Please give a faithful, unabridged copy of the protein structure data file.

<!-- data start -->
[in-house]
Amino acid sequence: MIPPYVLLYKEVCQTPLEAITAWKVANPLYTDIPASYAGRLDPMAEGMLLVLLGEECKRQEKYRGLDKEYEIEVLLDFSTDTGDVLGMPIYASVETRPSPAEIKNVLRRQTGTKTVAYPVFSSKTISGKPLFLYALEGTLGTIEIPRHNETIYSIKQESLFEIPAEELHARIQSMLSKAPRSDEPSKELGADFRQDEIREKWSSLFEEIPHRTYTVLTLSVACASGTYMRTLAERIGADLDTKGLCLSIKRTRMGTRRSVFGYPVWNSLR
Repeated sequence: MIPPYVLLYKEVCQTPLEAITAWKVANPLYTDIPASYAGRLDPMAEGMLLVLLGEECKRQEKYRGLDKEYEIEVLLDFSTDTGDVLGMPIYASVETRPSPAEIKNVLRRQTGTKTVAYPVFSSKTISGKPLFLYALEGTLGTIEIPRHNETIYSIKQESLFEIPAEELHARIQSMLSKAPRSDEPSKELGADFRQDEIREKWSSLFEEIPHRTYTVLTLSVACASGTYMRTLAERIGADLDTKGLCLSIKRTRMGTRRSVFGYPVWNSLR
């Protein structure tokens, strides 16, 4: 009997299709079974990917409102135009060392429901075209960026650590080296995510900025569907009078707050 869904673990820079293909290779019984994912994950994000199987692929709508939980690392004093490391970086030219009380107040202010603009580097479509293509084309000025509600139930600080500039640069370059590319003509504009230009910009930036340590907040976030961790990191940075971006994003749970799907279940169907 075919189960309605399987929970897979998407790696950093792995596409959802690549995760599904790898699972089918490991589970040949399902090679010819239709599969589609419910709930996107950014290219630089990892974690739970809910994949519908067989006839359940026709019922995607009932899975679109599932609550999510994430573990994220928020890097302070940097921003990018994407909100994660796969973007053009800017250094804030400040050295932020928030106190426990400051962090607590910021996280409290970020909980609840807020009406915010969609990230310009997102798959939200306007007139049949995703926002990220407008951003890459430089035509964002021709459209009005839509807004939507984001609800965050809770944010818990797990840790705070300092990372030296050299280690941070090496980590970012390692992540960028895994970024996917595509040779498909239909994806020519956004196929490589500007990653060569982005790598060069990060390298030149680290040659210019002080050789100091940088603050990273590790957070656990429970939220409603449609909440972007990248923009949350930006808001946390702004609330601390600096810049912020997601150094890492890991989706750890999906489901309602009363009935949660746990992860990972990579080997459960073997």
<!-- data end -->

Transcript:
[in-house]
Amino acid sequence: MIPPYVLLYKEVCQTPLEAITAWKVANPLYTDIPASYAGRLDPMAEGMLLVLLGEECKRQEKYRGLDKEYEIEVLLDFSTDTGDVLGMPIYASVETRPSPAEIKNVLRRQTGTKTVAYPVFSSKTISGKPLFLYALEGTLGTIEIPRHNETIYSIKQESLFEIPAEELHARIQSMLSKAPRSDEPSKELGADFRQDEIREKWSSLFEEIPHRTYTVLTLSVACASGTYMRTLAERIGADLDTKGLCLSIKRTRMGTRRSVFGYPVWNSLR
Repeated sequence: MIPPYVLLYKEVCQTPLEAITAWKVANPLYTDIPASYAGRLDPMAEGMLLVLLGEECKRQEKYRGLDKEYEIEVLLDFSTDTGDVLGMPIYASVETRPSPAEIKNVLRRQTGTKTVAYPVFSSKTISGKPLFLYALEGTLGTIEIPRHNETIYSIKQESLFEIPAEELHARIQSMLSKAPRSDEPSKELGADFRQDEIREKWSSLFEEIPHRTYTVLTLSVACASGTYMRTLAERIGADLDTKGLCLSIKRTRMGTRRSVFGYPVWNSLR
């Protein structure tokens, strides 16, 4: 009997299709079974990917409102135009060392429901075209960026650590080296995510900025569907009078707050 869904673990820079293909290779019984994912994950994000199987692929709508939980690392004093490391970086030219009380107040202010603009580097479509293509084309000025509600139930600080500039640069370059590319003509504009230009910009930036340590907040976030961790990191940075971006994003749970799907279940169907 075919189960309605399987929970897979998407790696950093792995596409959802690549995760599904790898699972089918490991589970040949399902090679010819239709599969589609419910709930996107950014290219630089990892974690739970809910994949519908067989006839359940026709019922995607009932899975679109599932609550999510994430573990994220928020890097302070940097921003990018994407909100994660796969973007053009800017250094804030400040050295932020928030106190426990400051962090607590910021996280409290970020909980609840807020009406915010969609990230310009997102798959939200306007007139049949995703926002990220407008951003890459430089035509964002021709459209009005839509807004939507984001609800965050809770944010818990797990840790705070300092990372030296050299280690941070090496980590970012390692992540960028895994970024996917595509040779498909239909994806020519956004196929490589500007990653060569982005790598060069990060390298030149680290040659210019002080050789100091940088603050990273590790957070656990429970939220409603449609909440972007990248923009949350930006808001946390702004609330601390600096810049912020997601150094890492890991989706750890999906489901309602009363009935949660746990992860990972990579080997459960073997």